MINISTER OF DEFENCE
HIGH COURT OF ZIMBABWE
HARARE, 30 April 2014 & 17 June 2015
T. Christmas, for the plaintiff
Defendant in default
MAKONI J: On 31 March 2003, and at around midnight the plaintiff, who was asleep, was woken up by members of the Zimbabwe National Army (ZNA) who had broken into and entered his house. He was ordered to lie on the ground and they took turns to assault him all over the body with sticks, batton sticks, sjamboks and boots. They indicated that they were assaulting him as he was a member of the opposition party.
As a result of the assault, the plaintiff sustained bruises on the back and buttocks, and a swelling above the left elbow. He suffered excruciating pain.
The assault also caused him great embarrassment as he was assaulted in full view of his family and neighbours.
He was attended to by a medical doctor who observed the injuries as outlined above. The doctor commented that several blows were delivered, that severe force had been used and that there was no likelihood of permanent injuries.
The plaintiff then instituted the present proceedings against the defendant on the basis of the principle of vicarious liability. He claimed the amount of $3000-00 for shock, pain and suffering and $1000-00 for contumelia. The defendant challenged the claim until pre-trial conference stage when he defaulted. His defence was struck out and the matter was referred to the unopposed roll for the plaintiff to prove the quantum of damages.
Shock, Pain and Suffering
In Trevor Simbanegavi v Officer Jachi HH 40/13 at p 4 of the cyclostyled judgment I observed:
“Assessment of damages in personal injury cases is one of the most daunting tasks that can confront a judicial officer. Gubbay JA (as he then was) summed it up in Minister of Defence and Anor v Jackson 1990(2) ZLR 708 (SC) when he stated:
It must be recognized that translating personal injuries into money is equating the incommensurable, money cannot replace a physical frame that has been permanently injured. The task therefore of assessing damages for personal injury is one of the most perplexing a court has to decide”.
Visser & Potgieter in Law of Damages 3rd ed at p 507 make following observations:
“In the assessment of fair compensation for pain and suffering the subjective experience of the plaintiff (which may be established through evidence by the plaintiff, the plaintiff’s family and medical staff) is of paramount importance, while awards in previous cases should also be taken into account. A plaintiff’s subjective experience is determined by the nature, duration and intensity of pain and suffering. The plaintiff’s actual experience is decisive and the fact that he or she is, for example, more sensitive to pain does not imply that his compensation has to be based on the pain which an average person in the plaintiff’s position would have experienced. Conversely, where a plaintiff is less sensitive to pain then the average person, his or her damages must also be calculated in respect of the plaintiff’s personal experience. Someone’s social or financial status or his race are irrelevant because it cannot give an indication of how much pain a person has suffered”.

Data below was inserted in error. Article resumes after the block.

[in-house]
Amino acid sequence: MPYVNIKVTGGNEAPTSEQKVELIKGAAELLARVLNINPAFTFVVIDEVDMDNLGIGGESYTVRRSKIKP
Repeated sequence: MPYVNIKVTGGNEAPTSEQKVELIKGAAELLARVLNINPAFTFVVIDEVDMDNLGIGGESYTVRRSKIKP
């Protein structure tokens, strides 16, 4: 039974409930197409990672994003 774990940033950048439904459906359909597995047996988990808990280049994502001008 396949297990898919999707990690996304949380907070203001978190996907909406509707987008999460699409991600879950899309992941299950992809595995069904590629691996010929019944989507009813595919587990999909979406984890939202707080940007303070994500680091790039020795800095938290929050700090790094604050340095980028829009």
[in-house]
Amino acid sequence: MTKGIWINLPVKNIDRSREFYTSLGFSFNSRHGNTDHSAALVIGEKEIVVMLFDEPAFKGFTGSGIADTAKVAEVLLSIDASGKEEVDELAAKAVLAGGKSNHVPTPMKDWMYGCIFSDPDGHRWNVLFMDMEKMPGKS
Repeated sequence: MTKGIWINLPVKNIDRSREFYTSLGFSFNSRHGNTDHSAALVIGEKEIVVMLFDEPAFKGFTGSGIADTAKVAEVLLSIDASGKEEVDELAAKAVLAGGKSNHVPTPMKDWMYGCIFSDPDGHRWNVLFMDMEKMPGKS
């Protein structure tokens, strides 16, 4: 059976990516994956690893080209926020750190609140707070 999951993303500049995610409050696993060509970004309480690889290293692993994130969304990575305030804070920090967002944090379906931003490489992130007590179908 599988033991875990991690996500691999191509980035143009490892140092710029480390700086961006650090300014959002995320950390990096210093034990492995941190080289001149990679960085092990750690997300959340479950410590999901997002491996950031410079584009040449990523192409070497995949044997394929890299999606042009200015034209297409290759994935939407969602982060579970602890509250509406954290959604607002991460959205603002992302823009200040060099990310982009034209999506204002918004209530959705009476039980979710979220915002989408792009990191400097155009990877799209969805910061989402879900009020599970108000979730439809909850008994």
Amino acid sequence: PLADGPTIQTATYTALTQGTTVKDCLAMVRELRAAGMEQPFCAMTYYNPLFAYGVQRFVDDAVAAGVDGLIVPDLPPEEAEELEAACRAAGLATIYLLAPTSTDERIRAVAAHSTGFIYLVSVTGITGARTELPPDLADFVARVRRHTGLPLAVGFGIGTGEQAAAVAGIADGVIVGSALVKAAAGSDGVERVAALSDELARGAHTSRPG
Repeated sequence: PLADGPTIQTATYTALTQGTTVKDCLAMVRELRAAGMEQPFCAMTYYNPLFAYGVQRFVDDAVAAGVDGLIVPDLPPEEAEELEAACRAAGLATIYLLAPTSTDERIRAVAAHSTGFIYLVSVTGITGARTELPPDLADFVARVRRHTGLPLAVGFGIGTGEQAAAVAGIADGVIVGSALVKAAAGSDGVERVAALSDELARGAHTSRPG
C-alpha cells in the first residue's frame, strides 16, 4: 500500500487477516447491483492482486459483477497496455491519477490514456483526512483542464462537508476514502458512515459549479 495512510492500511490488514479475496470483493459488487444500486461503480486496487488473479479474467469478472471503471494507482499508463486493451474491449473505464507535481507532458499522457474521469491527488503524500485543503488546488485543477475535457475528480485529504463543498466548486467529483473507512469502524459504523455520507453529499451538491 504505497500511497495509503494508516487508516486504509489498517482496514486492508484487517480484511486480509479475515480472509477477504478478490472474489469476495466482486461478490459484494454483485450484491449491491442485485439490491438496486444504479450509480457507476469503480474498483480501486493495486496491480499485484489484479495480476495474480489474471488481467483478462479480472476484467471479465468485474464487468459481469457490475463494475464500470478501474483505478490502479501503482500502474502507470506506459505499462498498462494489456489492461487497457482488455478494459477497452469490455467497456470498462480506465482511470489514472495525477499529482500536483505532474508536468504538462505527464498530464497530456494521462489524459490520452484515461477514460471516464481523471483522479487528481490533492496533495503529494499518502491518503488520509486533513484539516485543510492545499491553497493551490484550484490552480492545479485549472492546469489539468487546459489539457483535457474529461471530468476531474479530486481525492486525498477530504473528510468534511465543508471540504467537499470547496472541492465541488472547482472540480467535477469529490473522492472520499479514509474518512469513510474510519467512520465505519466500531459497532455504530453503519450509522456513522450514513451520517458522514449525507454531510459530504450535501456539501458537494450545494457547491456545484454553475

G. Feltoe in A Guide to the Zimbabwean Law of Delict p 93 says the following on assessment of damages for pain and suffering:
“The plaintiff can claim for all pain, suffering and discomfort suffered, or to be suffered, by him as a result of the defendant’s wrongful act. Account must be taken not only of the pain and suffering occurring as a direct consequence of the infliction of the injuries, but also of pain and suffering associated with surgical operations and other curative treatment reasonably undergone by the plaintiff in respect of such injuries.
The quantum of damages in this regard is extremely difficult to assess and here particular regard should be had to comparable past cases as a guide to assessment. In making an assessment, the prime considerations are the duration and intensity of the pain. These factors will turn upon the nature of the injuries, the medical evidence and the general circumstances of the case. The test is a subjective one. The thin skull rule would apply here. If the plaintiff is abnormally sensitive to pain he is entitled to greater damages than the normal person. Conversely, if the plaintiff is abnormally insensitive to pain, he cannot enhance his claim by advancing evidence that the normal person would have suffered extreme pain”.